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1.

Title: Wisconsin Diagnostic Breast Cancer (WDBC)


2. Source Information
a) Creators:
Dr. William H. Wolberg, General Surgery Dept., University of
Wisconsin, Clinical Sciences Center, Madison, WI 53792
wolberg@eagle.surgery.wisc.edu
W. Nick Street, Computer Sciences Dept., University of
Wisconsin, 1210 West Dayton St., Madison, WI 53706
street@cs.wisc.edu 608-262-6619
Olvi L. Mangasarian, Computer Sciences Dept., University of
Wisconsin, 1210 West Dayton St., Madison, WI 53706
olvi@cs.wisc.edu
b) Donor: Nick Street
c) Date: November 1995
3. Past Usage:
first usage:
W.N. Street, W.H. Wolberg and O.L. Mangasarian
Nuclear feature extraction for breast tumor diagnosis.
IS&T/SPIE 1993 International Symposium on Electronic Imaging: Science
and Technology, volume 1905, pages 861-870, San Jose, CA, 1993.
OR literature:
O.L. Mangasarian, W.N. Street and W.H. Wolberg.
Breast cancer diagnosis and prognosis via linear programming.
Operations Research, 43(4), pages 570-577, July-August 1995.
Medical literature:
W.H. Wolberg, W.N. Street, and O.L. Mangasarian.
Machine learning techniques to diagnose breast cancer from
fine-needle aspirates.
Cancer Letters 77 (1994) 163-171.
W.H. Wolberg, W.N. Street, and O.L. Mangasarian.
Image analysis and machine learning applied to breast cancer
diagnosis and prognosis.
Analytical and Quantitative Cytology and Histology, Vol. 17
No. 2, pages 77-87, April 1995.
W.H. Wolberg, W.N. Street, D.M. Heisey, and O.L. Mangasarian.
Computerized breast cancer diagnosis and prognosis from fine
needle aspirates.
Archives of Surgery 1995;130:511-516.
W.H. Wolberg, W.N. Street, D.M. Heisey, and O.L. Mangasarian.
Computer-derived nuclear features distinguish malignant from
benign breast cytology.
Human Pathology, 26:792--796, 1995.
See also:
http://www.cs.wisc.edu/~olvi/uwmp/mpml.html
http://www.cs.wisc.edu/~olvi/uwmp/cancer.html
Results:
- predicting field 2, diagnosis: B = benign, M = malignant
- sets are linearly separable using all 30 input features
- best predictive accuracy obtained using one separating plane
in the 3-D space of Worst Area, Worst Smoothness and
Mean Texture. Estimated accuracy 97.5% using repeated
10-fold crossvalidations. Classifier has correctly
diagnosed 176 consecutive new patients as of November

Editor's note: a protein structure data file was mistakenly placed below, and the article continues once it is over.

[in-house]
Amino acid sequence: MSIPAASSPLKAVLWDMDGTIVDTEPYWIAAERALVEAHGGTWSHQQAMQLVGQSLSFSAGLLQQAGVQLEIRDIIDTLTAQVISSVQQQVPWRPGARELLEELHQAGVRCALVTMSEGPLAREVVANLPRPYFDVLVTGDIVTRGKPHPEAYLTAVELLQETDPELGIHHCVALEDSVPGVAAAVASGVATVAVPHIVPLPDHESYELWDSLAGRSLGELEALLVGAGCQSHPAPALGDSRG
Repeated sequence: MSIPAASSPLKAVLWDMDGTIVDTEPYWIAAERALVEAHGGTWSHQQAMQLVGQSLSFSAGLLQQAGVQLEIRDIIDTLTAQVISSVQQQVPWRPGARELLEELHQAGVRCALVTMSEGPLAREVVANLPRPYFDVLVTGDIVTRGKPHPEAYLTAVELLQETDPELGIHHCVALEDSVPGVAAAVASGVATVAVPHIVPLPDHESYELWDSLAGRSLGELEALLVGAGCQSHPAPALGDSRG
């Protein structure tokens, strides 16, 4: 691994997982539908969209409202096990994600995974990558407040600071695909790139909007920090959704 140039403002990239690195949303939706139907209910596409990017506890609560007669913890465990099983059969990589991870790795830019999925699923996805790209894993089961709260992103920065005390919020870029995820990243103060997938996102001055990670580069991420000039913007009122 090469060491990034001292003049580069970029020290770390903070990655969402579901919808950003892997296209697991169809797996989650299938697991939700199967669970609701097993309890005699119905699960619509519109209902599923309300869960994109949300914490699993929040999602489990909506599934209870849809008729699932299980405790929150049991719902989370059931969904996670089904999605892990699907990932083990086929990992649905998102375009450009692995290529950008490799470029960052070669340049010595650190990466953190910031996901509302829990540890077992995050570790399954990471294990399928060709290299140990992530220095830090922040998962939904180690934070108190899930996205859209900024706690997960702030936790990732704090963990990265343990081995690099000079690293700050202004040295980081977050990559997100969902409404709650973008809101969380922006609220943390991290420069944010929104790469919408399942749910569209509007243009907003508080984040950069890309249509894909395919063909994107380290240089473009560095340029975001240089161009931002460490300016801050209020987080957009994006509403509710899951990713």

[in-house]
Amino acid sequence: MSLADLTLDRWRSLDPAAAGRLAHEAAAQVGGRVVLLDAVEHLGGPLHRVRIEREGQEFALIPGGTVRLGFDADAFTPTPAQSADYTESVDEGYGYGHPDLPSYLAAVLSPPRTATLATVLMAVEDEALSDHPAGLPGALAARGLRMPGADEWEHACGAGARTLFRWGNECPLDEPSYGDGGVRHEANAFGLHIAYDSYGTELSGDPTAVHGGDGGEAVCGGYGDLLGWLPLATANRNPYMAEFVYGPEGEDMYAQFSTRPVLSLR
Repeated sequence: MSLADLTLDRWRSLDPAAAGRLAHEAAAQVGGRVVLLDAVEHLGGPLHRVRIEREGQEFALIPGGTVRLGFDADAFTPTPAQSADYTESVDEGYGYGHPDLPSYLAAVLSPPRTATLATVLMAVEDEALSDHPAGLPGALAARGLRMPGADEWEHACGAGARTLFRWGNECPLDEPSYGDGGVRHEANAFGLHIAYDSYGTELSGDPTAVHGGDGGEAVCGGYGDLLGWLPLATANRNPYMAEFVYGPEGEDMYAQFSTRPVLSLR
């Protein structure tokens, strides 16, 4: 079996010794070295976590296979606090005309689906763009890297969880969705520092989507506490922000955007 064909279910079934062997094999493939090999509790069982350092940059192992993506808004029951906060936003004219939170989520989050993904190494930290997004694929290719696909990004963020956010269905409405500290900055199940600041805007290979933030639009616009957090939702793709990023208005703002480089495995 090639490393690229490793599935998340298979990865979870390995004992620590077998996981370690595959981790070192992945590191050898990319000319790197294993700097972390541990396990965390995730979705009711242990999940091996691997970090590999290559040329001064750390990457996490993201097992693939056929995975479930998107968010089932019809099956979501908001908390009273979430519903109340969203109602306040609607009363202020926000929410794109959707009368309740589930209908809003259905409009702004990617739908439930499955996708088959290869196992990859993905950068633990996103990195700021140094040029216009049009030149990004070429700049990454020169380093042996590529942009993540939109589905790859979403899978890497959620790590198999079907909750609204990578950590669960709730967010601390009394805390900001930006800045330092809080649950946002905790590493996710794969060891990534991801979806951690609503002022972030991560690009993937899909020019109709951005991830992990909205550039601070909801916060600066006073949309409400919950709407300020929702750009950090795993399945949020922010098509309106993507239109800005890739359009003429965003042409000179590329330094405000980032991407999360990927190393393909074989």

1995.
4. Relevant information
Features are computed from a digitized image of a fine needle
aspirate (FNA) of a breast mass. They describe
characteristics of the cell nuclei present in the image.
A few of the images can be found at
http://www.cs.wisc.edu/~street/images/
Separating plane described above was obtained using
Multisurface Method-Tree (MSM-T) [K. P. Bennett, "Decision Tree
Construction Via Linear Programming." Proceedings of the 4th
Midwest Artificial Intelligence and Cognitive Science Society,
pp. 97-101, 1992], a classification method which uses linear
programming to construct a decision tree. Relevant features
were selected using an exhaustive search in the space of 1-4
features and 1-3 separating planes.
The actual linear program used to obtain the separating plane
in the 3-dimensional space is that described in:
[K. P. Bennett and O. L. Mangasarian: "Robust Linear
Programming Discrimination of Two Linearly Inseparable Sets",
Optimization Methods and Software 1, 1992, 23-34].
This database is also available through the UW CS ftp server:
ftp ftp.cs.wisc.edu
cd math-prog/cpo-dataset/machine-learn/WDBC/
5. Number of instances: 569
6. Number of attributes: 32 (ID, diagnosis, 30 real-valued input features)
7. Attribute information
1) ID number
2) Diagnosis (M = malignant, B = benign)
3-32)
Ten real-valued features are computed for each cell nucleus:
a) radius (mean of distances from center to points on the perimeter)
b) texture (standard deviation of gray-scale values)
c) perimeter
d) area
e) smoothness (local variation in radius lengths)
f) compactness (perimeter^2 / area - 1.0)
g) concavity (severity of concave portions of the contour)
h) concave points (number of concave portions of the contour)
i) symmetry
j) fractal dimension ("coastline approximation" - 1)
Several of the papers listed above contain detailed descriptions of
how these features are computed.
The mean, standard error, and "worst" or largest (mean of the three
largest values) of these features were computed for each image,
resulting in 30 features. For instance, field 3 is Mean Radius, field
13 is Radius SE, field 23 is Worst Radius.
All feature values are recoded with four significant digits.
8. Missing attribute values: none
9. Class distribution: 357 benign, 212 malignant